Positive news about China's property market came out of the region over the weekend. According to Reuters, five state-owned Chinese banks have been matched with more than 8,200 residential projects for development loans under the "whitelist" mechanism. Under the "project whitelist" mechanism which was launched on Jan. 26, city governments are recommending to banks residential projects suitable for financial support, and are coordinating with financial institutions to meet projects' needs. The high number of projects already approved for possible support highlights the government's efforts to free up funding for the debt-riddled industry, although it is unclear how many will secure loans.


European defense stocks continued to attract investor interest. Military spending is destined to move higher in the coming years as countries have woken up to the reality that they had reduced their spending as percentage of GDP to the lowest levels in decades. In an interview with the Financial Times, Ursula von der Leyen, the President of the European Commission, sent a clear message that the EU should incentivize Europe’s defense industry to increase production as she warned that the “world has got rougher”. “We have to spend more, we have to spend better, we have to spend European,” she said in that interview.


Equity markets were mixed, as US indices fell, but Europe registered its own new highs for 2024. As mentioned in our last weekly report, European companies continue to attract capital from investors who view that the US Magnificent-7 rally might stall for now. It is worthnoting that Nasdaq fell 1.5% for the week, as Euro Stoxx 50 moved higher by almost 2%. In terms of sectors, Value stocks staged a comeback (Materials, Energy, Financials all higher by more than 1.5%) while Technology lost 1.5%.


Bonds were rather weak, with yields creeping higher. The worse-than-expected US Retails Sales failed to ignite a rally in bonds, as the market is focusing primarily to reprice the potential FED cuts of the year. As a reminder, we had highighted at the end of last year that the 150bp cuts that were priced in were too aggressive for the status of the US economy at this stage. The FED's projection was for 75bp. Just two months into the year, the market's pricing has quickly moved to less than 100bp of cuts and closer to the FED's own projection. It is going to be an interesting year ahead, for sure.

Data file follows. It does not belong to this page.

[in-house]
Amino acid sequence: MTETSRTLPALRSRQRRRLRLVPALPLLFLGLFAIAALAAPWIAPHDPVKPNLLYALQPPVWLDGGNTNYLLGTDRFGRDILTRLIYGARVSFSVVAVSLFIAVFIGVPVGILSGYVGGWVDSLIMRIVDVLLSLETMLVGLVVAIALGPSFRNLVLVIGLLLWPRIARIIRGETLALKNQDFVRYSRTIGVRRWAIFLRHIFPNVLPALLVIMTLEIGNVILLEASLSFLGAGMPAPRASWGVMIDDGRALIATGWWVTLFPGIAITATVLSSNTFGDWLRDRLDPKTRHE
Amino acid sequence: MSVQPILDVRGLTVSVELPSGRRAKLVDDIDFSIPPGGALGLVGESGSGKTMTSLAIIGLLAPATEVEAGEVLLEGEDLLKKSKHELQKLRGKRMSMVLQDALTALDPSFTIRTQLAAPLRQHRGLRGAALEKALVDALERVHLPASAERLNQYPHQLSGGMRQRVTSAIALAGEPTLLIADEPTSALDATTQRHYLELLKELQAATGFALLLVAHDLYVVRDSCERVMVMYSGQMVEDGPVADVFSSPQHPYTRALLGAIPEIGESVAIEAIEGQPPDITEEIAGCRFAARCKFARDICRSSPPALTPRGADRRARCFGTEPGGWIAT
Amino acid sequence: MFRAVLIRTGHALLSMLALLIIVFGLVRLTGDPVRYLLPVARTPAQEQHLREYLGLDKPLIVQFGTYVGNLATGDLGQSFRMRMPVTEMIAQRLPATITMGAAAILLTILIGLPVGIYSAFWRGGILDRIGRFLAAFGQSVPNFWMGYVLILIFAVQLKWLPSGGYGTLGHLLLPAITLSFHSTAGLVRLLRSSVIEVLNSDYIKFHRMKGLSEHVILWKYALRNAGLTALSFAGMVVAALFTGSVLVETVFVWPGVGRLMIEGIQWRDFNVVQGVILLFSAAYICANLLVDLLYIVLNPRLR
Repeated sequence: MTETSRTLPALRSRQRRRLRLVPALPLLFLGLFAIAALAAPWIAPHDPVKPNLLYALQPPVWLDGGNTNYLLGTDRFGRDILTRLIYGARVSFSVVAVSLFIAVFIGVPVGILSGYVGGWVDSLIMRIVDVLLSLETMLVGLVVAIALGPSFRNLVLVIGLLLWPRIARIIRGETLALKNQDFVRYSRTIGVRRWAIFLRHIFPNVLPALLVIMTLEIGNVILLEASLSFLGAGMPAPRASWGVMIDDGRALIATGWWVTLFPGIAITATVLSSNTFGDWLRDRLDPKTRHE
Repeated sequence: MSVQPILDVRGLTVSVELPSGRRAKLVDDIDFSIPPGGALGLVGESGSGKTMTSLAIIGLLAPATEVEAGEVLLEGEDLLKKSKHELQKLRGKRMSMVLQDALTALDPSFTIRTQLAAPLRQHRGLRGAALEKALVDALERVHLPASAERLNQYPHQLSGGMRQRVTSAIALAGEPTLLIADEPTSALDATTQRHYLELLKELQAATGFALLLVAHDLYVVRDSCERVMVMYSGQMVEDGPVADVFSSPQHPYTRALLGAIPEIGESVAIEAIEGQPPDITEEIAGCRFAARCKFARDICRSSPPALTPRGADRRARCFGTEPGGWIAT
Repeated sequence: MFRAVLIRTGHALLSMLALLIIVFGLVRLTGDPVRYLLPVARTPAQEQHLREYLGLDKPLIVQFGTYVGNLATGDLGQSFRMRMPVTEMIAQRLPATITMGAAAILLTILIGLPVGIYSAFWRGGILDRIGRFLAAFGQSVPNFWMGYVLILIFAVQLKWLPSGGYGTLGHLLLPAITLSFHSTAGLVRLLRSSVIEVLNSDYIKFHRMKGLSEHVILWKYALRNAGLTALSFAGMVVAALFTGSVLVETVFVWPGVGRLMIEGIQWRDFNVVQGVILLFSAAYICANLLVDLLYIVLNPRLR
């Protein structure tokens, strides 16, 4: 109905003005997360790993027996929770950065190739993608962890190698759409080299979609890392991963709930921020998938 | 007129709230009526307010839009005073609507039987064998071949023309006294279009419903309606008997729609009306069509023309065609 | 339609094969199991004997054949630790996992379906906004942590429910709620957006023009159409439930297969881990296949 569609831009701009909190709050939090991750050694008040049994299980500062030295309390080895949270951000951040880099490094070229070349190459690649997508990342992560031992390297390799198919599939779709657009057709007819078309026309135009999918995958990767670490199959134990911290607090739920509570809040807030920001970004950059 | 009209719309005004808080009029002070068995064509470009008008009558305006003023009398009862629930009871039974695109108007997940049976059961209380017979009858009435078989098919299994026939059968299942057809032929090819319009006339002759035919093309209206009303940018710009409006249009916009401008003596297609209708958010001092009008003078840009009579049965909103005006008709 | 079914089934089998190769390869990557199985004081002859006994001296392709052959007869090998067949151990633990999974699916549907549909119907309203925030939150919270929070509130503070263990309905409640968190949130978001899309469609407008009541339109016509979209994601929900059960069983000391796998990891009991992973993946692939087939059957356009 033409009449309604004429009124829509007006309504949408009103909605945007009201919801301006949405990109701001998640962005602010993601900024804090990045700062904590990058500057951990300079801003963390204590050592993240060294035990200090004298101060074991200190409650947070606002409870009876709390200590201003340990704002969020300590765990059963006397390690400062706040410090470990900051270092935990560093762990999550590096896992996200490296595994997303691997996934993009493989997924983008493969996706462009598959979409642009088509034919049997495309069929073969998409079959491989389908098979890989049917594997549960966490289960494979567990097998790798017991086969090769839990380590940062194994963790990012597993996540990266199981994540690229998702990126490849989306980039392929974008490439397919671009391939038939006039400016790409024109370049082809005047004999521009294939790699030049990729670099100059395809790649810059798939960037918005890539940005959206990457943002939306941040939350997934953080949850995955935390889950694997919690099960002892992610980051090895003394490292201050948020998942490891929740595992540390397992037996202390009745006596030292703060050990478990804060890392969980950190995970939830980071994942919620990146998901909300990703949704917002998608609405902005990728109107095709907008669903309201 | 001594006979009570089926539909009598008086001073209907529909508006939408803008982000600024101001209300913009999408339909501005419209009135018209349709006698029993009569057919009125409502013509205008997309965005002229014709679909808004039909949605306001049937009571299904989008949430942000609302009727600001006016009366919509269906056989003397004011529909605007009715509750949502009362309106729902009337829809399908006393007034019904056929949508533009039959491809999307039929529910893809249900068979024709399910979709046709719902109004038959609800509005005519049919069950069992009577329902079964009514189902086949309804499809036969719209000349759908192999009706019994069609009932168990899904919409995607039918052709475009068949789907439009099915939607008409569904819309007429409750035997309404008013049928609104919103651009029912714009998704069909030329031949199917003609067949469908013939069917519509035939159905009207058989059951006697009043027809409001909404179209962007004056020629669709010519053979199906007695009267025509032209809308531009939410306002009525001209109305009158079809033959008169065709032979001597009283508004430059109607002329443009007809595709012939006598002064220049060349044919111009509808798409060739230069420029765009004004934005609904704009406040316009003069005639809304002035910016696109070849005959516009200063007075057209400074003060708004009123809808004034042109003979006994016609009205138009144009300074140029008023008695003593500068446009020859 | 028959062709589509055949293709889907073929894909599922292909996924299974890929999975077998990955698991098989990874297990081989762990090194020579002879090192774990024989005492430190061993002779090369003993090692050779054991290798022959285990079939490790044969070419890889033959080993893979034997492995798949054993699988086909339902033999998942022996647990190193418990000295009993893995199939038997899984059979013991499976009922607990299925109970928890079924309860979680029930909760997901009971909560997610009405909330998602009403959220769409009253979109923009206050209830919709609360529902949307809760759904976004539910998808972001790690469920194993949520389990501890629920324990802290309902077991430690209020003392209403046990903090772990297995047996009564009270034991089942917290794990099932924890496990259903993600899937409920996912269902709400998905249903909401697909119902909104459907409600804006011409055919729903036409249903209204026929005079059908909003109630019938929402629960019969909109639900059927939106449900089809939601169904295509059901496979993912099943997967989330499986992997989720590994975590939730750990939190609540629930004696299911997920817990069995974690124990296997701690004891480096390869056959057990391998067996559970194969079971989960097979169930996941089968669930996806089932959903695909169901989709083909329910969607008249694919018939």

Chart of the Week : Concentration risk in the S&P500 is now at record high.



The above chart compiled by Société Générale shows the share of the top-10 stocks in the total market capitalization of the S&P500, going back more than thirty years. As the sum is always 100%, the fact that the top-10 stocks' share has increased immensely in the last decade is attributed to the much better performance of their stock prices in that period compared to the rest of the market. Back in 1999 and during the internet bubble, concentration surpassed 25%, which caused afterwards the severe underperformance of the Technology related companies for the next ten years. During the pandemic years (2020-2021) the explosion of the Technology group led to a concentration of almost 35% and as it is shown in the chart, what followed was again a massive underperformance of this group for the next 1.5 years. After the 2023 rally and the explosive start of the new year, the top-10 stocks have now surpassed the 35% mark, signaling that there is a high risk of underperformance of the mega cap stocks in the weeks/months to follow. To be clear, underperformance does not only mean a fall in prices, but a performance worse than the rest of the market, even if prices continue to move higher.


Disclaimer

• The content of this document has been produced from publicly available information as well as from internal research and rigorous efforts have been made to verify the accuracy and reasonableness of the hypotheses used. Although unlikely, omissions or errors might however happen.

• The data included in this document are based on past performances and do not constitute an indicator or a guarantee of future performances. Performances are not constant over time and can be positive or negative.

• This document is intended for informational purposes only and should not be construed as an offer or solicitation for the purchase or sale of any financial instrument and it should not be considered as investment advice. The market valuations, views, and calculations contained herein are estimates only and are subject to change without notice. Any investment decision needs to be discussed with your advisor and cannot be based only on this document.

• This document is strictly confidential and should not be distributed further without the explicit consent of Kendra Securities House SA.

• Sources: Chart of the Week : Société Générale , Photo: /www.cnbc.com/2021/08/24/avoid-fomo-while-investing